Residents In Most-Affordable U.S. City Would Have To Pay 15 Times Their Income To Buy In NYC

A lot goes into choosing a city to live in. Is it close to your family? Are there job opportunities available? And maybe most importantly will you be able to live conformably within that city’s cost of living?

According to new reports from Kiplinger, there’s a stark contrast between the most expensive and cheapest cities to live in the United States.

The reports are based on data from the Council for Community and Economic Research’s Cost of Living Index which measure prices for housing, groceries, utilities, transportation, health care and miscellaneous goods and services.

Topping the list of most expensive cities in the U.S. is New York City, where the cost of living can be as high as 120.4% above average if you want to live Manhattan. Even out in Brooklyn and Queens, you’re still facing costs of living at 75.1% and 52% above the national average.

Overall, the median home value in NYC is $501,500, but the median household income is only $51,856. Considering it’s almost impossible to buy a home in the Big Apple without putting 20% down, that means you’d need more than $100,000 just to start climbing the property ladder. That’s why many NYC residents have no choice but to be lifelong renters.

New York may top the list of most expensive places to live when all things are considered, but it’s median home value is lower in comparison to that of four other expensive cities – San Francisco, San Jose, Honolulu and Stamford, CT. Still, consumers of those cities would need to fork over nearly 10 times their annual household income to purchase a home.

If spending that type of cash doesn’t fit your lifestyle, there are plenty of places to lay your head across the country.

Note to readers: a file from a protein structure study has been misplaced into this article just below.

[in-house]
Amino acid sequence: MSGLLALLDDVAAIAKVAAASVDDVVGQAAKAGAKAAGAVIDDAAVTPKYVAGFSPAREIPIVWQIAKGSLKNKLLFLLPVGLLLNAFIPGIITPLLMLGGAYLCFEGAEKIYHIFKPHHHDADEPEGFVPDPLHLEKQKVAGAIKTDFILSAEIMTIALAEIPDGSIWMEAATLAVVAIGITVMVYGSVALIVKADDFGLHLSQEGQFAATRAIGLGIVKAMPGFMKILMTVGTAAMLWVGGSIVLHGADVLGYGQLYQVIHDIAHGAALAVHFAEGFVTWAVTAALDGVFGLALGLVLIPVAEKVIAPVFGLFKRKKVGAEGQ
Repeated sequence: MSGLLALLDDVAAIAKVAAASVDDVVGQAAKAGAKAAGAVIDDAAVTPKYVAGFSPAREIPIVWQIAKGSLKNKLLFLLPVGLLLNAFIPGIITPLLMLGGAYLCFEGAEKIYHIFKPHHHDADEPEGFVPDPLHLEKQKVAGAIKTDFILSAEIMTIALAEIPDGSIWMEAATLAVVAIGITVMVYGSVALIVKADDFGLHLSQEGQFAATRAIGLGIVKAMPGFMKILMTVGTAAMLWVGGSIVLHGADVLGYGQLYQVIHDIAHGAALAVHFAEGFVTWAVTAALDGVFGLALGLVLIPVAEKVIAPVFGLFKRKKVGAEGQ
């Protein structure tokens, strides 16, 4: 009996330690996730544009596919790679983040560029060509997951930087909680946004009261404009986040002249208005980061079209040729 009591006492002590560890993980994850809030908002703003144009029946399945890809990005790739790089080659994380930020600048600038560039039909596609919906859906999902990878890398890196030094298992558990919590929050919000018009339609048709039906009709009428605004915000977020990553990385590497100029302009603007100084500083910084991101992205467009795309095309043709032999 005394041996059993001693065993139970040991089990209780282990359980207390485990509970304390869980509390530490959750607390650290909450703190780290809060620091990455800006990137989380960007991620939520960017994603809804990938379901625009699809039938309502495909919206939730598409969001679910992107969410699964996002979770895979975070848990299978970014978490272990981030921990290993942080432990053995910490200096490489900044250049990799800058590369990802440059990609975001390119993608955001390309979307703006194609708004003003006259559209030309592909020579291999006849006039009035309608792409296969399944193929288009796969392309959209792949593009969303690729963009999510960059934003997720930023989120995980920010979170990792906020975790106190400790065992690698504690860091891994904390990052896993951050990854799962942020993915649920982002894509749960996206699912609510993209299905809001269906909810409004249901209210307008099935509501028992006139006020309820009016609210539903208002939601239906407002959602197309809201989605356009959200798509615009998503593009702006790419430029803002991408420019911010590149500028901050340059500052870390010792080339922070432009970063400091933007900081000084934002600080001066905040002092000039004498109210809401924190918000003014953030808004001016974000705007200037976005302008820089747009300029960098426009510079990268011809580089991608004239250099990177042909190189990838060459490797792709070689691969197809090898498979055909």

Harlingen, Texas, comes in as the cheapest U.S. city in which consumers can live, and compared to Manhattan, it’s quite a steal. With a cost of living 18.4% lower than the national average and a population of just more than 65,000, consumers might find a comfortable living situation.

The median income in the city comes in at $34,096 and you’d only have to spend a little more than two times that amount to reach the median home value of $77,700.

The list of least expensive cities to live in comes with several enviable traits. Consumers in most cities would only have to spend just four or five times their income to purchase a home of median value in their cities.

Additionally, Norman, OK, may be the third cheapest city to live in, but its median household income of $48,248 only a few thousand dollars shy of that in NYC, Boston, Oakland, and Los Angeles, which appear on the list of most expensive cities in the nation.

So what do all these numbers tell us? That no matter where you chose to live, it’s going to cost you a pretty penny.

Most Expensive U.S. Cities to Live In [Kiplinger]

10 Cheapest U.S. Cities to Live In [Kiplinger]